Muster-out Record of 1st Minnesota Regiment( Entire page )

After mustering-out Almond still had to register for the draft. Here is his Draft Registration for July 1863.

War Veterans Memorial, Stillwater Minnesota with Almond's name

After receiving his discharge, Almond returned to Washington County, Minnesota. On February 1, 1864 he married Maria Wells, also of Washington County, Minnesota.

Almond & Maria Marriage record( Entire page )

In September 1864, Almond and Maria moved to Dimmick, Lasalle, Illinois. They had 5 children:

    Ernest Jerome McLaughlin (1865 - )
    Harriet F McLaughlin (1866- 1943)
    Edward McLaughlin (1868 - )
    Almond Cole McLaughlin (1870 - )
    Nellie Marie McLaughlin(1872 - 1963)

In the 1865 Illinois Census, taken on July 3, Almond and Maria are living in Dimmick, Lasalle, Illinois. The total number of people in the household is 3, so Ernest was been born by then. The value of their livestock is placed at $100.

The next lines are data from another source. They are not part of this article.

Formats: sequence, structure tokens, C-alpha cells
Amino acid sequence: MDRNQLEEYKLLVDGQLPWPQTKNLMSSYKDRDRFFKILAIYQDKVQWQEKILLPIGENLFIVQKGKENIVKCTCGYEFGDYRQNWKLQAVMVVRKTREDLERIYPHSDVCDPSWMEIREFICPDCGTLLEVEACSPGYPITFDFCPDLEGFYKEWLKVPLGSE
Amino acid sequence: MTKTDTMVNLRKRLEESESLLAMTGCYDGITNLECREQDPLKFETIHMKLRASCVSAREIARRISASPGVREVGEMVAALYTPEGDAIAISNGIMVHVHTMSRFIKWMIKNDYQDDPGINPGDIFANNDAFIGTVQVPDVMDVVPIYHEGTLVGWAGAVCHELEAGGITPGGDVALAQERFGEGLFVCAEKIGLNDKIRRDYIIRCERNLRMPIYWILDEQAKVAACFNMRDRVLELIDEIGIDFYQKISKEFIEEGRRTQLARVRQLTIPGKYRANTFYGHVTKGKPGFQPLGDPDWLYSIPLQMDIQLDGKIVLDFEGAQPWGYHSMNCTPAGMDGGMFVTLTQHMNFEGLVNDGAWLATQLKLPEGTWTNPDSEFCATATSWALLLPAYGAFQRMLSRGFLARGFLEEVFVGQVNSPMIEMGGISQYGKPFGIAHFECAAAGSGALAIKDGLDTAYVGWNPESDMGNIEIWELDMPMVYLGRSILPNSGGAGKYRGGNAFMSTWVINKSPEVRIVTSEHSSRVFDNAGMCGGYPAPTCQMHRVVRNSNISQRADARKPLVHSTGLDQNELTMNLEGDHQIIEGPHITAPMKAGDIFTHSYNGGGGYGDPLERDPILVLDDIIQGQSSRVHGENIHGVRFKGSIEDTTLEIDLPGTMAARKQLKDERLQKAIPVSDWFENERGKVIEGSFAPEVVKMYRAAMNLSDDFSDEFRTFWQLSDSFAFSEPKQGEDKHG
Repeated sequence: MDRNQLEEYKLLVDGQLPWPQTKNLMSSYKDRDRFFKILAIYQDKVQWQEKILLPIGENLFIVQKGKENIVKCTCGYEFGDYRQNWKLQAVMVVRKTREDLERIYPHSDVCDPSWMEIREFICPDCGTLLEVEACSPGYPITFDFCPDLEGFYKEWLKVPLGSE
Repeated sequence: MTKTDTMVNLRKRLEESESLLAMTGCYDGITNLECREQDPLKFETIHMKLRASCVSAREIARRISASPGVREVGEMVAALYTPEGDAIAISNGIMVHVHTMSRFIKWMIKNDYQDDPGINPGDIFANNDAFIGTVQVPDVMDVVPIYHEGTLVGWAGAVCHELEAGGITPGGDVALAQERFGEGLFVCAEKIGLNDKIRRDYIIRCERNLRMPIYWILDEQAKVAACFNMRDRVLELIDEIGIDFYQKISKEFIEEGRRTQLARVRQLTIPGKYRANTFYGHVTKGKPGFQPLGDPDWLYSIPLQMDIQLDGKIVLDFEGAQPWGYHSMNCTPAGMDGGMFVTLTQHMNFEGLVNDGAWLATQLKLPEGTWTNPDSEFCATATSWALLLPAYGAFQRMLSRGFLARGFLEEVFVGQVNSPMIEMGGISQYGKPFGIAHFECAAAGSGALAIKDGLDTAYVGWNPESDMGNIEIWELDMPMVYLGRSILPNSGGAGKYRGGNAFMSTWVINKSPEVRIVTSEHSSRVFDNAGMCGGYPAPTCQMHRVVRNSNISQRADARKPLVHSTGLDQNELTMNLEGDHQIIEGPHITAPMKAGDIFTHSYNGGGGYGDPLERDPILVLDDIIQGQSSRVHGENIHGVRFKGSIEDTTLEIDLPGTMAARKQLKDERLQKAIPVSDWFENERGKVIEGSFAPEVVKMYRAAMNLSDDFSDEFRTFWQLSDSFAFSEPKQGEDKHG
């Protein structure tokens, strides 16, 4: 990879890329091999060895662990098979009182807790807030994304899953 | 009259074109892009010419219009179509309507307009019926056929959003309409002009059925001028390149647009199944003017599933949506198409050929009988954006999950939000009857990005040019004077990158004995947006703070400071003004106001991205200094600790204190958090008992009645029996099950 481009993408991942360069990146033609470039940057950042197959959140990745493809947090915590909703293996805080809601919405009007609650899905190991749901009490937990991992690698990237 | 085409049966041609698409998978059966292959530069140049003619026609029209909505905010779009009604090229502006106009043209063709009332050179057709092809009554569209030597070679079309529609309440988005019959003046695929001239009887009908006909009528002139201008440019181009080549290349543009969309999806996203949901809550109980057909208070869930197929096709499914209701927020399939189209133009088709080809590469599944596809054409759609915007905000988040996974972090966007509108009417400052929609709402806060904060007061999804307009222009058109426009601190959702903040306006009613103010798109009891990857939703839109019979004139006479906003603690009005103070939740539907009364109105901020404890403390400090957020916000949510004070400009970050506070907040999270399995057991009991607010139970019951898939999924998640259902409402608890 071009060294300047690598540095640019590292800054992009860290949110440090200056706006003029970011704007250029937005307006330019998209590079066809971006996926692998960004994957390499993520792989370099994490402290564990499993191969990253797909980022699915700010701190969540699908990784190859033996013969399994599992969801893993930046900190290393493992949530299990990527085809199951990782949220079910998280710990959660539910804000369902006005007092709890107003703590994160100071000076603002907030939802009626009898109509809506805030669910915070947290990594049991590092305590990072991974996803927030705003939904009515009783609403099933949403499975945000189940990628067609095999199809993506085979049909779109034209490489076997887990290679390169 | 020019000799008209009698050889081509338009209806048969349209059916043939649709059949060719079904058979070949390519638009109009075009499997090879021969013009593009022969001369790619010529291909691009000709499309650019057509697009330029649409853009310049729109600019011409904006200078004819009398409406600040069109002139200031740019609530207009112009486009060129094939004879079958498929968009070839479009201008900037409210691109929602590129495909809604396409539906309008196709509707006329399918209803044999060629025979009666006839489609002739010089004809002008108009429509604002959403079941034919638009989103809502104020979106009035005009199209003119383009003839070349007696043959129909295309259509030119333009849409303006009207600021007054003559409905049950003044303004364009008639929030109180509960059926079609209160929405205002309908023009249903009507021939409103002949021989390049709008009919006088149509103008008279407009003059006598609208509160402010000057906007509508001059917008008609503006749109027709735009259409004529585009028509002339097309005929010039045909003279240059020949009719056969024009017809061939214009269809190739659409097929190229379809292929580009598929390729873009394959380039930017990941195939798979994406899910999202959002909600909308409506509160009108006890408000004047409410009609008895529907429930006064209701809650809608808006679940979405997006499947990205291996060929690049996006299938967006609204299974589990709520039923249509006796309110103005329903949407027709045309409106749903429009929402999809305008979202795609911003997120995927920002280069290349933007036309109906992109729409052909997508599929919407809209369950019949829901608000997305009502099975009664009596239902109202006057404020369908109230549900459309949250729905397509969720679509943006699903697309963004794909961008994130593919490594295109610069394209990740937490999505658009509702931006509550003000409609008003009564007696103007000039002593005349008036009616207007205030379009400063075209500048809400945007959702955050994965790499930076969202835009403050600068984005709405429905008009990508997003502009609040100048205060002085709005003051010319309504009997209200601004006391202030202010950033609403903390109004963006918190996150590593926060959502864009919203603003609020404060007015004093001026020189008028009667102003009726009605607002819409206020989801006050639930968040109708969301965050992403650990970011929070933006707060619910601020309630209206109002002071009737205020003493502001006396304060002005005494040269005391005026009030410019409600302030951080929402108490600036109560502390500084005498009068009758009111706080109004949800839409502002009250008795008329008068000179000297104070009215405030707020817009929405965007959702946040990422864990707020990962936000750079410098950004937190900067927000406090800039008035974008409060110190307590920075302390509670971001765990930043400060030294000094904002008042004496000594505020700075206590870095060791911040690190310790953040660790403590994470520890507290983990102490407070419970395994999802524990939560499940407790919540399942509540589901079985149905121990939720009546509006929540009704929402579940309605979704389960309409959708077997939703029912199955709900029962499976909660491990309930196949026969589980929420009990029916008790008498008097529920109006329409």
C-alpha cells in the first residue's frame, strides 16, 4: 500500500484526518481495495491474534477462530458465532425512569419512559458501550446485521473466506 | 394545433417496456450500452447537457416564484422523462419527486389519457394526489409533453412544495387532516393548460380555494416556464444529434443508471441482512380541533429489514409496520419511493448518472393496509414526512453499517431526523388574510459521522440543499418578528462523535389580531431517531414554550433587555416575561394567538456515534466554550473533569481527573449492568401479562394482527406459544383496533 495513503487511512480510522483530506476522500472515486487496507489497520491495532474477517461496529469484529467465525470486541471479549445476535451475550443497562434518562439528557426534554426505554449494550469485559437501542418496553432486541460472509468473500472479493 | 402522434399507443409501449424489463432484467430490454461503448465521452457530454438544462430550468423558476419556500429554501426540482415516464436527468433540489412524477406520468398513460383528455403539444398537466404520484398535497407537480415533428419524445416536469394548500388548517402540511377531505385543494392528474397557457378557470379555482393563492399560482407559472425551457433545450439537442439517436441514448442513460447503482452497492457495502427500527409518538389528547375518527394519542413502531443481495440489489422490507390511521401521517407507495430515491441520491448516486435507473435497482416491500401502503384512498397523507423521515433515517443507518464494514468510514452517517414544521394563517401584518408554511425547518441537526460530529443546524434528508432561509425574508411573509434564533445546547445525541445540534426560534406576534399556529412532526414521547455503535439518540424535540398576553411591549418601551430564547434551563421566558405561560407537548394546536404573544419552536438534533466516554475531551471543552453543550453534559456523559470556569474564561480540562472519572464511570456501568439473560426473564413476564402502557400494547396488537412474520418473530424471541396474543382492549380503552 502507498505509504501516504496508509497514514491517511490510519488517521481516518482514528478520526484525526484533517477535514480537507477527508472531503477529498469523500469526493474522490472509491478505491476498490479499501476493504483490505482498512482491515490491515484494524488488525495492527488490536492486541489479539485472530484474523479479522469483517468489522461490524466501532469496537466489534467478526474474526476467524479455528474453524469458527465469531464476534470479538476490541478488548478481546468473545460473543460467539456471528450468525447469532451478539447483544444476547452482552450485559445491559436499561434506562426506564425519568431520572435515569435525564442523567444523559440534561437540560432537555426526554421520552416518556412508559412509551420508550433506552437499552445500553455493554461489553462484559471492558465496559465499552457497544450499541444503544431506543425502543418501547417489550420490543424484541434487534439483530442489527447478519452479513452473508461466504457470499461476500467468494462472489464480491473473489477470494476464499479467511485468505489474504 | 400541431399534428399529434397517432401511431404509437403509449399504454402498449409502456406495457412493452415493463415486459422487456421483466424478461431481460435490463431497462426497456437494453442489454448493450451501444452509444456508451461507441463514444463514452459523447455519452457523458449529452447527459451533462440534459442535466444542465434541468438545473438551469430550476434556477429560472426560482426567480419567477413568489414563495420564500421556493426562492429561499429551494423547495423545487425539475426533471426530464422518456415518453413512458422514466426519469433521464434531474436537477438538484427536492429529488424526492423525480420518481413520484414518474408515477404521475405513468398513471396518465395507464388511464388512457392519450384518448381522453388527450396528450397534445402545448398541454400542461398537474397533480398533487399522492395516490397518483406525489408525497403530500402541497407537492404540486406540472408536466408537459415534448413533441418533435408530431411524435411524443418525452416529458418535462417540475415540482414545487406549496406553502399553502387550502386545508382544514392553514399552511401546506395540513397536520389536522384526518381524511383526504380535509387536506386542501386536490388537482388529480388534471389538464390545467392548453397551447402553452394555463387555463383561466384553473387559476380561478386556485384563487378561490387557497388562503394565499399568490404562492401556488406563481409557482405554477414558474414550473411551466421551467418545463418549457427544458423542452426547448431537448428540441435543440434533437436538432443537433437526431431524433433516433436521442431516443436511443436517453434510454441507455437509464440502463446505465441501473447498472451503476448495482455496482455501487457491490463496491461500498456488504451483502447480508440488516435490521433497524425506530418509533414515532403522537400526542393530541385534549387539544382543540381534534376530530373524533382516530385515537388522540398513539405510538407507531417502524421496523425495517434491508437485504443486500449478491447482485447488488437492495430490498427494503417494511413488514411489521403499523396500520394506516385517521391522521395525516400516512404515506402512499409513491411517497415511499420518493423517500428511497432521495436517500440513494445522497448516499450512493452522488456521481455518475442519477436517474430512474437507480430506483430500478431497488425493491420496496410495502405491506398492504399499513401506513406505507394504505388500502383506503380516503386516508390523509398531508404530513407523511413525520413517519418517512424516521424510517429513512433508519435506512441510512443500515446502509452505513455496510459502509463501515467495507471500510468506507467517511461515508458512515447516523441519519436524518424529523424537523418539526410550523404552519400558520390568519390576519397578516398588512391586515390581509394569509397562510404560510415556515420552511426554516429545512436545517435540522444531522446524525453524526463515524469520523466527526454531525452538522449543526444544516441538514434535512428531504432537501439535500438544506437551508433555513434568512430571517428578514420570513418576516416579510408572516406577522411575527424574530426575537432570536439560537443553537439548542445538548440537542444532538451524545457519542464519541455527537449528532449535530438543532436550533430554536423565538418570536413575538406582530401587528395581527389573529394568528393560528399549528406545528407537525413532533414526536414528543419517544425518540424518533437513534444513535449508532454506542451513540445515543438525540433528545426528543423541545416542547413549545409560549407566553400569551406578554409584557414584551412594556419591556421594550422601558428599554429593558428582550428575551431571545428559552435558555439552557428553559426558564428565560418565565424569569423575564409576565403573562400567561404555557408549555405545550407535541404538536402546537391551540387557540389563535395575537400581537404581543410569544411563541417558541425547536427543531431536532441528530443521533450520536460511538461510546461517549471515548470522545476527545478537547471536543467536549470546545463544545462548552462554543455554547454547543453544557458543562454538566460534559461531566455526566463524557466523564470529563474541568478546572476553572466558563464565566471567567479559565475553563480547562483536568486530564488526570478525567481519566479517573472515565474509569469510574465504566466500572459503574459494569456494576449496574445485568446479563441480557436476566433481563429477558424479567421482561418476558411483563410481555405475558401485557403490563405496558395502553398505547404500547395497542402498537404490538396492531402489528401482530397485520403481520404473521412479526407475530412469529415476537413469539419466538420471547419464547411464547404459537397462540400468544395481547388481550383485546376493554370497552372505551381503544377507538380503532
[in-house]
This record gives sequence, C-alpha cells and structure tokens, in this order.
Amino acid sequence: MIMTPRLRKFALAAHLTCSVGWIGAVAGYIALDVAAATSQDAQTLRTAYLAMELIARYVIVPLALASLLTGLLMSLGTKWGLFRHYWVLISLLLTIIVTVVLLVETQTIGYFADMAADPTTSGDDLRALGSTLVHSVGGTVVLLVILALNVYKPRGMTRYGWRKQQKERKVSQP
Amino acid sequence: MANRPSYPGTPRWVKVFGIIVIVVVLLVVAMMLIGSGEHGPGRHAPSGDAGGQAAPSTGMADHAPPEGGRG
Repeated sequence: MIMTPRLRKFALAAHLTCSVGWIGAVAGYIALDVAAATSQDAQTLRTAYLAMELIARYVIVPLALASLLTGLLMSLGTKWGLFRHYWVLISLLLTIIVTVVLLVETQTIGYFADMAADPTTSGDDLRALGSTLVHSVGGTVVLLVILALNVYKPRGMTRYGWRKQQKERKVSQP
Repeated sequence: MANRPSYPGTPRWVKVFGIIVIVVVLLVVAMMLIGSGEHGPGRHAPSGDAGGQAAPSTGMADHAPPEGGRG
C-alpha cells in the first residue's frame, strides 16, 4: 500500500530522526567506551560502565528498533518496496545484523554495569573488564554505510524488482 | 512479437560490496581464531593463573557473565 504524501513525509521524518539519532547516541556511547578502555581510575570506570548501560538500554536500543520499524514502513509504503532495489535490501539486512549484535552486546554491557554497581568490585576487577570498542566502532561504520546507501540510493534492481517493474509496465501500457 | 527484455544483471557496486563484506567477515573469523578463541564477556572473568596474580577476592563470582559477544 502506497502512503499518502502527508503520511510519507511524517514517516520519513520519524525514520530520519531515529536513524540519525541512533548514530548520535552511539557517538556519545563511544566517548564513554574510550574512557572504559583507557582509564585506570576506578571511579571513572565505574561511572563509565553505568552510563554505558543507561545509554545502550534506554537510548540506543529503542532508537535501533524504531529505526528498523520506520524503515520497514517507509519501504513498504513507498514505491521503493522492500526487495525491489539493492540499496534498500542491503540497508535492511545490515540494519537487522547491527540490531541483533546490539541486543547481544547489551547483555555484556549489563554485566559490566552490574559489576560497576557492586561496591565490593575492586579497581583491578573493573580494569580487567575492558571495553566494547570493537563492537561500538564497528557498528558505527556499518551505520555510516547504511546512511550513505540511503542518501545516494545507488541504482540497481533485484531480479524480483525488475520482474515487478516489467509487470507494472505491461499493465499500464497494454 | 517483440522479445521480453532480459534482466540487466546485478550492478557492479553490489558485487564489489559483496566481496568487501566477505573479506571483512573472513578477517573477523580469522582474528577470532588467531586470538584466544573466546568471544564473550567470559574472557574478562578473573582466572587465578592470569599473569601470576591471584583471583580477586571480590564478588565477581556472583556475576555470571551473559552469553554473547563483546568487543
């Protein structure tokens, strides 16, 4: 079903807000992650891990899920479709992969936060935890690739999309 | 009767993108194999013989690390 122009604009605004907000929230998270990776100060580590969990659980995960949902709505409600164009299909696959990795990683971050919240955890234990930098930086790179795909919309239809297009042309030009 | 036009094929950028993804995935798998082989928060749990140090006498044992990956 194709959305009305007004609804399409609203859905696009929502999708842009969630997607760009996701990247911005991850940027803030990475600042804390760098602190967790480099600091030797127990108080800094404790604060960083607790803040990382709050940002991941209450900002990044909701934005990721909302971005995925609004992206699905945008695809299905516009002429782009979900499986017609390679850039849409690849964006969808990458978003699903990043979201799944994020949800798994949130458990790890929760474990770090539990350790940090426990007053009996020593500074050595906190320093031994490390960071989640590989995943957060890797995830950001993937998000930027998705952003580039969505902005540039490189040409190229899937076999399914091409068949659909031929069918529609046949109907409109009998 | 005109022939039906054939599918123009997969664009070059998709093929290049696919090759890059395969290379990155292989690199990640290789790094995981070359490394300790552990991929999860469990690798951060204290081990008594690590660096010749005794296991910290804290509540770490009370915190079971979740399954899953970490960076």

Almond & Maria 1865 Census( Entire page )

In the 1870 US Census Almond and Maria were living in Troy Grove, LaSalle county, Illinois. Almond's occupation is listed as a Blacksmith while Maria's is keeping house. Almond's personal estate is listed with a value of $400. Their four oldest children were living with them.

Almond & Maria 1870 Census( Entire page )

In 1872 their 5th and last child Nellie Marie was born. Maria died in the pregnancy with her 6th child in the 1873 timeframe. It seems the family broke up at this time and the children were all adopted out. We can see the family adopted out to various families in the 1880 census to below.

On Dec 30, 1874, Almond's older brother George signed an affidavit, which is an application for a marriage license for Almond and Catherine Barr from Lasalle county, Illinois. Note that the affidavit isn't stating their actual ages but noting they are at least of those ages. In the 1870 census George was also living in Troy Grove, Illinois.